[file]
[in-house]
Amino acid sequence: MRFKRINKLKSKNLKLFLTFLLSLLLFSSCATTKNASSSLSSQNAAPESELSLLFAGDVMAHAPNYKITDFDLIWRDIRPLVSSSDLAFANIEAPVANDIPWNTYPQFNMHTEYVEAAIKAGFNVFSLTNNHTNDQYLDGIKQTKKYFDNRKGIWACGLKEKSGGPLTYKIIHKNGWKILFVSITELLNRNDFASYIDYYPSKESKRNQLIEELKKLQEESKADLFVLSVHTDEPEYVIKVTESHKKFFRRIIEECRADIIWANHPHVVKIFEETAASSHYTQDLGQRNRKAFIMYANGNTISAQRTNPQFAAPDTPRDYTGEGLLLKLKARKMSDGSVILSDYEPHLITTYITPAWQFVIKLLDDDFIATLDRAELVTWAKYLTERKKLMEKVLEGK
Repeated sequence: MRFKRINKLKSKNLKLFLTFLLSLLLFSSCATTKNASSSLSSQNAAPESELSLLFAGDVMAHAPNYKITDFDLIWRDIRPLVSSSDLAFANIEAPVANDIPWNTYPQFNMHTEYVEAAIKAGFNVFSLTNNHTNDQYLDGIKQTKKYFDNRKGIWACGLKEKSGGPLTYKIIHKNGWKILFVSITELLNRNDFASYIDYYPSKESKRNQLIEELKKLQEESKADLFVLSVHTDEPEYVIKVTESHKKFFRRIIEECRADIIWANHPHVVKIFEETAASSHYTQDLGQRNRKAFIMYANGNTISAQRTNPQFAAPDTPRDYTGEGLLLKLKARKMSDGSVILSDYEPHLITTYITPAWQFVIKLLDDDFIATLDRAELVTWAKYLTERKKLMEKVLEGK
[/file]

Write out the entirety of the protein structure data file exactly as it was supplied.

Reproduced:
[in-house]
Amino acid sequence: MRFKRINKLKSKNLKLFLTFLLSLLLFSSCATTKNASSSLSSQNAAPESELSLLFAGDVMAHAPNYKITDFDLIWRDIRPLVSSSDLAFANIEAPVANDIPWNTYPQFNMHTEYVEAAIKAGFNVFSLTNNHTNDQYLDGIKQTKKYFDNRKGIWACGLKEKSGGPLTYKIIHKNGWKILFVSITELLNRNDFASYIDYYPSKESKRNQLIEELKKLQEESKADLFVLSVHTDEPEYVIKVTESHKKFFRRIIEECRADIIWANHPHVVKIFEETAASSHYTQDLGQRNRKAFIMYANGNTISAQRTNPQFAAPDTPRDYTGEGLLLKLKARKMSDGSVILSDYEPHLITTYITPAWQFVIKLLDDDFIATLDRAELVTWAKYLTERKKLMEKVLEGK
Repeated sequence: MRFKRINKLKSKNLKLFLTFLLSLLLFSSCATTKNASSSLSSQNAAPESELSLLFAGDVMAHAPNYKITDFDLIWRDIRPLVSSSDLAFANIEAPVANDIPWNTYPQFNMHTEYVEAAIKAGFNVFSLTNNHTNDQYLDGIKQTKKYFDNRKGIWACGLKEKSGGPLTYKIIHKNGWKILFVSITELLNRNDFASYIDYYPSKESKRNQLIEELKKLQEESKADLFVLSVHTDEPEYVIKVTESHKKFFRRIIEECRADIIWANHPHVVKIFEETAASSHYTQDLGQRNRKAFIMYANGNTISAQRTNPQFAAPDTPRDYTGEGLLLKLKARKMSDGSVILSDYEPHLITTYITPAWQFVIKLLDDDFIATLDRAELVTWAKYLTERKKLMEKVLEGK